Ok, deep question time: Are you a “floor sitter”? In other words, if you go to a party at someone’s house, do you always end up sitting on the floor even when there are available seats? I know I do. The past two winters, my husband and I have spent most of our free time laying, sitting, or kneeling on the floor as close to the fire as we can, trying to soak up all it’s warm goodness. We even bought a pouf last year with the sole purpose of sitting next to the fireplace. This plan worked great for a while, but after a few months the filling in the pouf started to sink and now it’s looks like a sad little round rug on the floor. I would fill it back up with new stuffing, but there’s no opening on the pouf, so I decided it was time to make a new one (and give it a zipper for easy refills!). Supplies: 2 yards of upholstery fabric, fabric scissors, a 22″ zipper, piping trim, beanbag filling, craft paper, iron.
Cut an 18″ circle out of craft paper and pin the paper to your fabric. Using the circle as a template, cut around the circle and remove the pins (save the circle for a later step). This is the top of your pouf.
Cut another piece of fabric that is 18″x19″. Lay the fabric with the 19″ width horizontal and cut the piece vertically straight up the middle into two equal pieces (so these two pieces will each be 9.5″x18″). Make sure your fabric is right side up. Take your zipper, open it and turn it face down. Lay the left edge of the zipper even with the left edge of the right piece of fabric (see first photo above). Pin zipper in place with the top and bottom of the zipper hanging over each edge. Use a zipper foot to sew that side of the zipper in place. Once it’s attached, fold the zipper back and press the zipper in place with an iron so the teeth are facing outward. Pin the fabric in place (see the second photo above). Switch back to a standard foot on your machine and sew down your fabric 1/4″ from the zipper to keep the zipper folded in place.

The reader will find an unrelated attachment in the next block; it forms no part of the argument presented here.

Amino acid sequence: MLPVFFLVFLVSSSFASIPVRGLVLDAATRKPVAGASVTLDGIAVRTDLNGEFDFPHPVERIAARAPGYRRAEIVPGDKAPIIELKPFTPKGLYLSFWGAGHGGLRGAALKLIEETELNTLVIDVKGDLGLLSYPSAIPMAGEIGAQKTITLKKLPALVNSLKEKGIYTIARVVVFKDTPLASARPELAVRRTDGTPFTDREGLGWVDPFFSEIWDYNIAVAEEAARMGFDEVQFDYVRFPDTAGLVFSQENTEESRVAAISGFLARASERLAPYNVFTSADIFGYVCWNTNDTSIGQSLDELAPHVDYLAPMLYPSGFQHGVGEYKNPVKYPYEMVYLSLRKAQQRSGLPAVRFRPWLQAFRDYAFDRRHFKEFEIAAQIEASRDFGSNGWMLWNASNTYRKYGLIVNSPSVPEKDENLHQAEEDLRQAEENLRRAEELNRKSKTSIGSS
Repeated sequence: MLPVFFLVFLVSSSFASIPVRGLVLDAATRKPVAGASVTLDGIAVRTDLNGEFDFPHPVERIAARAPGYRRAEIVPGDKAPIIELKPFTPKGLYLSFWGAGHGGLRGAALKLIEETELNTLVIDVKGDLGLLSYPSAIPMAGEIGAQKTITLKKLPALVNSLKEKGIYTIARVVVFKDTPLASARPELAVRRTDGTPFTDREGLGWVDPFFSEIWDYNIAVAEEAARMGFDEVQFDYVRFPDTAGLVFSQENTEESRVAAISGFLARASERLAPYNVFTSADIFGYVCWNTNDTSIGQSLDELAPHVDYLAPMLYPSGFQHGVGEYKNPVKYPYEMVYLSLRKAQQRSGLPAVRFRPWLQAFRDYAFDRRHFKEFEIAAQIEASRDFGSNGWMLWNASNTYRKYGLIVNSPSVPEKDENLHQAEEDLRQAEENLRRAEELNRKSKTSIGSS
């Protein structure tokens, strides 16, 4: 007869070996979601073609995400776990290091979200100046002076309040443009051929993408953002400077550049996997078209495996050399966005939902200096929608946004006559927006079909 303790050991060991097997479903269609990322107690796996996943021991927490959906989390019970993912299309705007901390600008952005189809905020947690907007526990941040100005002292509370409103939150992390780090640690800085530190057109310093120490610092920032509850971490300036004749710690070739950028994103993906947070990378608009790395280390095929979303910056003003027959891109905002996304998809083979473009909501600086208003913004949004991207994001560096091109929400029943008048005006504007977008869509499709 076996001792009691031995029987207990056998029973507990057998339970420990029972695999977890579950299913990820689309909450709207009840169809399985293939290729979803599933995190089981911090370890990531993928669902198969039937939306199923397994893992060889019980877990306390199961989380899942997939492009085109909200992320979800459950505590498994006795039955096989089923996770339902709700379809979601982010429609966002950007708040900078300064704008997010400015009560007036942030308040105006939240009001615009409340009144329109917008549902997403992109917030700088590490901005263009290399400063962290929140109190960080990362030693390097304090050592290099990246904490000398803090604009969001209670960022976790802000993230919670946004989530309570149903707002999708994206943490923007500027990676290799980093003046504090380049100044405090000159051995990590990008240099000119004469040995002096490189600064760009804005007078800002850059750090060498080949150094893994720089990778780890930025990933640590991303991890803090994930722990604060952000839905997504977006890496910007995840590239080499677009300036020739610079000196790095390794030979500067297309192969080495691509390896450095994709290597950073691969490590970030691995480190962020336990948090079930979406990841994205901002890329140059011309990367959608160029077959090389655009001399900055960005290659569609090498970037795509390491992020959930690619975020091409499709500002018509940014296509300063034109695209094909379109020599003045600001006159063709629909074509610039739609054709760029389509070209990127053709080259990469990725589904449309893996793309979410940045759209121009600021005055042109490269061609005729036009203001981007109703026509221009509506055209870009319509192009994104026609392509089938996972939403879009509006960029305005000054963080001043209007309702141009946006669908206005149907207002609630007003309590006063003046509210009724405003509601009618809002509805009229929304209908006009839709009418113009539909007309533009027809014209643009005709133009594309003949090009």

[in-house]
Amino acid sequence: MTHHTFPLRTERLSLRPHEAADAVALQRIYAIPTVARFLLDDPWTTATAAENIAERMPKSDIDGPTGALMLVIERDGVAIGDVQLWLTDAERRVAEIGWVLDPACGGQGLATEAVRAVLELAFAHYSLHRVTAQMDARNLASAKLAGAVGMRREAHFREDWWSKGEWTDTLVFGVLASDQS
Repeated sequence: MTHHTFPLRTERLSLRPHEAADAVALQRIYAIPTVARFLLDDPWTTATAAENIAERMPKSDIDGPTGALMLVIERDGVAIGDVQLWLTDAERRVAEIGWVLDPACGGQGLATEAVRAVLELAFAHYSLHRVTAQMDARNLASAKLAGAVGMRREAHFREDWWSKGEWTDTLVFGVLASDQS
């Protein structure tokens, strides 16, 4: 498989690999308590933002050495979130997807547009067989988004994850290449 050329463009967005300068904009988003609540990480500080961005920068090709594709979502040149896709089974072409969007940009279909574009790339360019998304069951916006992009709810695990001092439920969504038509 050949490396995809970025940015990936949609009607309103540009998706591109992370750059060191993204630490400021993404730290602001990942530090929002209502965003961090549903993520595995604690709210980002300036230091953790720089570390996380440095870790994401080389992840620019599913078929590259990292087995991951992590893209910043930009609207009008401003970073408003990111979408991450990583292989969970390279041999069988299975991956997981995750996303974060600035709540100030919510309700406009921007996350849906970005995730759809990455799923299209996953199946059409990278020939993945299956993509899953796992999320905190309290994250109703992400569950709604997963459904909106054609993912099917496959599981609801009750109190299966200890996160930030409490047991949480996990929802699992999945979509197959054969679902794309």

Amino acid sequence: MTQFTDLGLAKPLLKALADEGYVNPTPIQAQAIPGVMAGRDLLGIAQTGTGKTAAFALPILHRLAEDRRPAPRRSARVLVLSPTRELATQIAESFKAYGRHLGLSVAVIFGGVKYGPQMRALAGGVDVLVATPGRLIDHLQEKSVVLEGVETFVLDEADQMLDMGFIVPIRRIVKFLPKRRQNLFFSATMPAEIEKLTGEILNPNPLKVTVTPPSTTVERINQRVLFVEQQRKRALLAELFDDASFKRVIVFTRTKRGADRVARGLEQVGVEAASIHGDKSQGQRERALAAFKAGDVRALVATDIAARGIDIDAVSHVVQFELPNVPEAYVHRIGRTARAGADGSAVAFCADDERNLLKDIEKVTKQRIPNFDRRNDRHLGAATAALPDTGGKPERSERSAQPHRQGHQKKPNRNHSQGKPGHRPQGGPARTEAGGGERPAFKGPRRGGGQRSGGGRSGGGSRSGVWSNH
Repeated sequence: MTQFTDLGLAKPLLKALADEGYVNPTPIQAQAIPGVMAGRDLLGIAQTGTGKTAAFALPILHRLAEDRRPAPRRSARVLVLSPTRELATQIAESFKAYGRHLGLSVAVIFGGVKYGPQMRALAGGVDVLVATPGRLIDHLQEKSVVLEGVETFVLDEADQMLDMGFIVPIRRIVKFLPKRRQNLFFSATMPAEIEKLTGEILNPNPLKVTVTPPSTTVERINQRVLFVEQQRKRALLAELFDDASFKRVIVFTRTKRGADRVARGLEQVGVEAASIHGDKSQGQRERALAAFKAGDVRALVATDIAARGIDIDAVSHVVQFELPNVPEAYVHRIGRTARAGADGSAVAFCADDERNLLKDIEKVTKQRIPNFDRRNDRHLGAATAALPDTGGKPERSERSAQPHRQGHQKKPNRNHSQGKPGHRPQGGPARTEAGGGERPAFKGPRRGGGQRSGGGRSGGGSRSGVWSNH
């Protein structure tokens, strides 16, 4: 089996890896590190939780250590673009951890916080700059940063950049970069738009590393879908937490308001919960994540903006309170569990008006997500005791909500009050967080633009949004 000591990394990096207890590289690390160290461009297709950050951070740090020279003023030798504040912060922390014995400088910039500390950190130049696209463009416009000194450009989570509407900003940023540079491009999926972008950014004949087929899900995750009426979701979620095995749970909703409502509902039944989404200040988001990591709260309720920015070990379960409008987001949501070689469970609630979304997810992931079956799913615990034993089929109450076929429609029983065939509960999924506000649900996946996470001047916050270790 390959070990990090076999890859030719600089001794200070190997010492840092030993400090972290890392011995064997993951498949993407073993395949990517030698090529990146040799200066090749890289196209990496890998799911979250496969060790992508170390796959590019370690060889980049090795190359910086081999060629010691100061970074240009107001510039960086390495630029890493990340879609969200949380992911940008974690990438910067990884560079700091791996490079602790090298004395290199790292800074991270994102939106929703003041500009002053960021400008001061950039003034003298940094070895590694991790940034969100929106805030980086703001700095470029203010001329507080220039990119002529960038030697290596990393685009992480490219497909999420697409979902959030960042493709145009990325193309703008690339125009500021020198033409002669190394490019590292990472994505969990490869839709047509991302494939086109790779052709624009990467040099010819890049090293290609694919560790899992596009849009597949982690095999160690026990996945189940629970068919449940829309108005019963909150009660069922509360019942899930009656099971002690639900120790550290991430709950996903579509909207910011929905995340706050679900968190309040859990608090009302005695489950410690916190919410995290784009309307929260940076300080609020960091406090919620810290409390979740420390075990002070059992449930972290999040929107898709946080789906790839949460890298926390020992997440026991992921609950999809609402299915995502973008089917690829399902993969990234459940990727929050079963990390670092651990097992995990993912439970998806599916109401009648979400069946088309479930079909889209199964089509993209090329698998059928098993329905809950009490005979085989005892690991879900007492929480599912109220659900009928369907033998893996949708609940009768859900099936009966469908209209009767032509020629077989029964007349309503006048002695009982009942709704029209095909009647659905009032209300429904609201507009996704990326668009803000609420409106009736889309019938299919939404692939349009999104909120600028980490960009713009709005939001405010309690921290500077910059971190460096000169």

Repeat process with the other side of the fabric so that you can zip the fabric together once complete.
Pin your paper circle template on top of your zipped fabric and cut out the circle (don’t worry about cutting through the zipper, the ends will be closed off later). Make sure that the zipper head is zipped under the paper circle just out of sight so it doesn’t get cut off during this step. This will be the bottom piece of your pouf.Now that you have your top and bottom circles cut, line up the piping edge with the edge of your top circle (right side up) and pin the piping in place. When completing the circle of piping, cross the end piping over the beginning piping so that they both hang off the circle and pin in place. Use your zipper foot to attach the piping and trim the excess hanging from the beginning and end strands.
Repeat the process with the bottom circle, but first open the zipper a 1/2″ above the piping and make sure the zipper halves are pinned close together.
Once your piping is attached, cut a rectangle of fabric for the side of your drum pouf that is 16″x56″. Pin the fabric lengthwise around the edge of your top circle with the right sides facing each other (you will be placing your pins just in front of the piping as shown in the photo above).
When you have pinned the fabric all the way around the circle, pin a side seam down the side of the drum shape. Sew the side seam first with the standard sewing foot and a 1/2″ seam allowance. Once the side seam is complete, switch to the zipper foot and sew around the top circle securing the sides to the top (you’re using the zipper foot here because you’re trying to get as close to the piping as you can). Repeat the process by pinning the sides to the bottom (right sides facing each other) and sewing the two together with the zipper foot. Make sure to unzip the zipper a few inches before you pin the bottom circle to the sides so you can unzip it easily once the pieces are sewn together.